Thursday after the Fourth Sunday in Lent: 2021

— Feria Quinta post Dominicam Quartam in Quadragesima — Statio ad Ss. Silvestrum et Martinum —

The poor dupes who had hoped to curry the favor of the Elders by offering to act as witnesses against Christ, no doubt received naught for their pains but the contempt of their leaders.  They had botched the job in relating that they personally had heard Christ say “He would destroy the temple and in three days rebuild it.”  Scripture records the court session as follows:  “For while many bore false witness against Him, their evidence did not agree.” (Mk. 14:56) The charge that was so nebulous, and the witnesses so damaging to the cause for which the Sanhedrin had been assembled that Caiphas decided to retrieve what he could from the farce.  He stood up, and said to our Lord: “Dost thou make no answer to the things these men prefer against thee?  But he kept silence and made no answer.” (Mt. 14: 60, 61)


There is a silence which is often more eloquent than words, and means more than any words, and speaks volumes to the heart.  Such, for example, is the silence when the heart is too full for utterance and the organs of speech are choked by the overwhelming surge of emotions.  Such also is the silence of the wise man challenged to speak by those he feels unworthy of his words.  The man who can stand and listen to ignorance, venomous bigotry, or personal hurt or insult addressed to him in angry, insolent, offensive spirit, and offers no reply, exerts a far greater power over the mind of his assailant than he could by words, however forceful.  Such was the silence Christ now maintained in the house of the High Priest, Caiphas.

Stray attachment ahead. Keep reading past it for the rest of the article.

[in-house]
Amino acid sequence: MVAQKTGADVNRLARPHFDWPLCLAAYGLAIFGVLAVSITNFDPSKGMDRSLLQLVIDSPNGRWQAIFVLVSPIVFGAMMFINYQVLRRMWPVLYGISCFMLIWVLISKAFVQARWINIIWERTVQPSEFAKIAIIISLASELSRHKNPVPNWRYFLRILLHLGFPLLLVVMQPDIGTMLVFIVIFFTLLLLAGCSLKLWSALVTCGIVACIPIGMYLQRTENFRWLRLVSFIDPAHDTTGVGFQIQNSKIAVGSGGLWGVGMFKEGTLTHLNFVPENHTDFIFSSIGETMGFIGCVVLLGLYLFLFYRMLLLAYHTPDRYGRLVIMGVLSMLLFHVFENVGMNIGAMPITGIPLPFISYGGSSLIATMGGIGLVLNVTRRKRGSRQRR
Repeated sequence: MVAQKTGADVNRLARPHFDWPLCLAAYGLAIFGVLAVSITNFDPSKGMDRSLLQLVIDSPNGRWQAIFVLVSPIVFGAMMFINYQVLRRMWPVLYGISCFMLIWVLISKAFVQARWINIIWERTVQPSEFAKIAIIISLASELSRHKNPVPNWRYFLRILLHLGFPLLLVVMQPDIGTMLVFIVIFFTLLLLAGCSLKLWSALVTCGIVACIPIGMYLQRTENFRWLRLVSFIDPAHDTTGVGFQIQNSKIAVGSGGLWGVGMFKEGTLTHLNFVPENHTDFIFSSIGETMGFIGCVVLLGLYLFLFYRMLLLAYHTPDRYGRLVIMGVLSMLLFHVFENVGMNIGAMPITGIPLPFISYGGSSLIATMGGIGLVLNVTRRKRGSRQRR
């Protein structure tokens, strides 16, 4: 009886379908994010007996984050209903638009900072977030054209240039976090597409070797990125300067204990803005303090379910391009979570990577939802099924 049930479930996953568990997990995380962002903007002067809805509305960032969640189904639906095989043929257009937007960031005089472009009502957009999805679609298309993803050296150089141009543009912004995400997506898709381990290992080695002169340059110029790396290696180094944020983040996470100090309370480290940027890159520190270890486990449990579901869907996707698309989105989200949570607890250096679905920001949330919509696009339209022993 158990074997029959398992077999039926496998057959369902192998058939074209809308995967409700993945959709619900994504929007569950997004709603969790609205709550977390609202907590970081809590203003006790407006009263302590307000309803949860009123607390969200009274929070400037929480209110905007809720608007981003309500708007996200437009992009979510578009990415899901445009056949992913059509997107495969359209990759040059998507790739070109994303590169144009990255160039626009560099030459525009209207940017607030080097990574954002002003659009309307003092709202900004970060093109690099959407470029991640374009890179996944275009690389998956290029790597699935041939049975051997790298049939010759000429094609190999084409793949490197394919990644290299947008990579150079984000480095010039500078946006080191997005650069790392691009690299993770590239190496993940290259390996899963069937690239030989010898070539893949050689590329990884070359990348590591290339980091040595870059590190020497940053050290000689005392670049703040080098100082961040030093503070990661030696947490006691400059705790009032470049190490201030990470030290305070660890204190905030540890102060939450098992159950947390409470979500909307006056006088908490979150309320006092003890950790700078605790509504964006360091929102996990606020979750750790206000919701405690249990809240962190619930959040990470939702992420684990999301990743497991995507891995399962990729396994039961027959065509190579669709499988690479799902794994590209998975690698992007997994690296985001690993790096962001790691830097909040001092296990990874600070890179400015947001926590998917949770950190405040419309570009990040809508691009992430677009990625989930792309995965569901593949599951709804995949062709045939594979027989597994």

When one’s life and works are above reproach, these are the best defense against those who would do us harm.  The accusations against Christ were false and frivolous and His silence was a sufficient and powerful reply.  It is reported of Titus Vespasian that when anyone spoke ill of him he was wont to say he was above false reports:  and if they were true, he had more the reason to be angry with himself than with the person who started the story.

When we bear wrongs patiently, we benefit not ourselves only but also our fellow man; we prevent him from going to greater lengths, and make it easier to bring him to a sense of his wrongdoing.  Christ’s silence was magnificent.  He showed us a marvelous example of restraint under the most trying circumstances.  How solemnly His silence rebukes the chatter of the false witnesses before the Elders of the Sanhedrin.  The anvil breaks a host of hammers by quietly bearing the blows.  Christ’s silence broke the spirit of his accusers.

Christ during his life on earth gave a number of examples of silence.  For instance he was silent in the presence of the Canaanite woman.  Scripture says “He answered her not a word” (Mt. 15: 23).  He was silent when the accusers threw at his feet the woman taken in adultery (Jn. 8: 4), but his most glorious silence was when He Himself was accused falsely.

How do you act when others accuse you wrongly?  Are you oversensitive about your honor?  St. Francis de Sales tells us that only when grave and disgraceful crimes are imputed to us, such as we cannot allow ourselves to be charged with, should we take steps to clear ourselves.  Ask our dear Lord to give you the courage to be silent like He was, when accused unjustly.

*From Reflections on the Passion by Father Doyle

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